A Rainbow of Colors
Different colors of stones can be symbolic of moods and desires. Certain gems are associated with birthstones or important events. Your jewelry can do more than just look pretty. It can also be filled with personal meaning and sentimental value.
Let’s take a look at the variety of color options for gemstones.
Your jewelry will be sure to make a striking impression with a rich black stone.
Tourmaline, spinel, and onyx all come in black. You can even get a black diamond! Black diamonds can be translucent or completely opaque. They’re as hard and enduring as the clear variety, but often have a lower price tag.
Blue gemstones evoke feelings of peace and tranquility.
Sapphire is one of the best-known blue stones, and the birthstone for September. March’s birthstone, aquamarine, is a beautiful light medium blue. Many shades of topaz are blue, such as Swiss blue topaz, sky blue topaz, and London blue topaz. Turquoise is a bright opaque blue, and often found in fashion jewelry. It’s one of December’s birthstones. Lapis lazuli is another blue stone that was the traditional birthstone for December.
|Aquamarine||7.5 – 8|
Try a brown gemstone for an understated, earthy fashion statement.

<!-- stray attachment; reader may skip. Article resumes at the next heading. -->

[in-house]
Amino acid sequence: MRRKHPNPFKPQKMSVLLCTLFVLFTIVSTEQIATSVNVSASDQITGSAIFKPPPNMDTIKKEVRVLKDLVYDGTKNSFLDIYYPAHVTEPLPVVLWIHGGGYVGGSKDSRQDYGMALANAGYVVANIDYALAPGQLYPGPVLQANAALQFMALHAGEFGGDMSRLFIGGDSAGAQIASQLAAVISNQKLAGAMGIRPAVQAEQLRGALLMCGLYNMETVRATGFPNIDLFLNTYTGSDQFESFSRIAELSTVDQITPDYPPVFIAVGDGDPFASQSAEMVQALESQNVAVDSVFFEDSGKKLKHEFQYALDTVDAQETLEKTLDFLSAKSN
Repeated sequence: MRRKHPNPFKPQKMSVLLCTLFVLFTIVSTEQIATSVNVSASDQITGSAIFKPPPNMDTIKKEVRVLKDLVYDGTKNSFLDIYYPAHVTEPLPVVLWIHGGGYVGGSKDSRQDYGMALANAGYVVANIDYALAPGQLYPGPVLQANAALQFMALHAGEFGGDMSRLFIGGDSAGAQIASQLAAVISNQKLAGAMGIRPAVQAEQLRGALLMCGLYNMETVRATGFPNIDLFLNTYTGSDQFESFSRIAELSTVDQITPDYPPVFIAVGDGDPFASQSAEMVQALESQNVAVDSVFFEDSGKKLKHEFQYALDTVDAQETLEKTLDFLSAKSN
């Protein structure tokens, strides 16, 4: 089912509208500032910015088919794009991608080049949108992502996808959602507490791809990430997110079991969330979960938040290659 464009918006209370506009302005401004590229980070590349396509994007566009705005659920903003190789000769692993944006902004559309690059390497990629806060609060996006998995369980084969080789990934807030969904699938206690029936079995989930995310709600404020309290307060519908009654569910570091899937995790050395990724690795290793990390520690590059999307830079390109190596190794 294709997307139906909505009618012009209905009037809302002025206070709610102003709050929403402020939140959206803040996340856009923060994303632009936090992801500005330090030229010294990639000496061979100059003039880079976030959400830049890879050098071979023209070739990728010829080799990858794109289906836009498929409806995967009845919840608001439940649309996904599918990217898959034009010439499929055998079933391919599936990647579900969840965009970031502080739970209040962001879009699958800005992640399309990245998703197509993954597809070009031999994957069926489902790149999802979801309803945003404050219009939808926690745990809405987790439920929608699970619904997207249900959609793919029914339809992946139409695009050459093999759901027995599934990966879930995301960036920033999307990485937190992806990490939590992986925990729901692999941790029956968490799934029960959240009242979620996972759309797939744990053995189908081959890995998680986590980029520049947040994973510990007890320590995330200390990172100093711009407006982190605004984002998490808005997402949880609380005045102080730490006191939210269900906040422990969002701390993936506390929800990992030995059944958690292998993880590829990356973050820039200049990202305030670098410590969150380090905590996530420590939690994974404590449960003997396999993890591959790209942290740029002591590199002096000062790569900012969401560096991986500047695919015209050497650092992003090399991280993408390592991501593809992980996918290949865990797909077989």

Diamonds and topaz can come in brown hues, and these subtle shades may be more affordable than their brighter varieties. Tiger’s eye stones come with bold stripes of brown. Nature enthusiasts might enjoy brown stones made from petrified wood, amber, fossils, or parts of meteorites.
Clear / Colorless
Clear gemstones can display a rainbow of sparkles with the right cut. A flawless stone can be best appreciated when it’s perfectly colorless.
Diamonds are the standard for clear gems for their classic sparkle and enduring strength, symbolizing a strong relationship. Of course, diamonds can’t be beaten for durability, but they aren’t the only option for engagement rings. Moissanite has also become popular in recent years, and with a 9.25 rating on the Mohs scale, it’s nearly as hard as a diamond. First discovered in meteorites, and now also created in labs, moissanite can be a great gift for science enthusiasts. Sapphires can also come in a clear variety, or with a very pale yellow, grey, or blue tint. White topaz is also an affordable diamond alternative. Clear quartz jewelry can be an affordable fashion statement for the budget-conscious.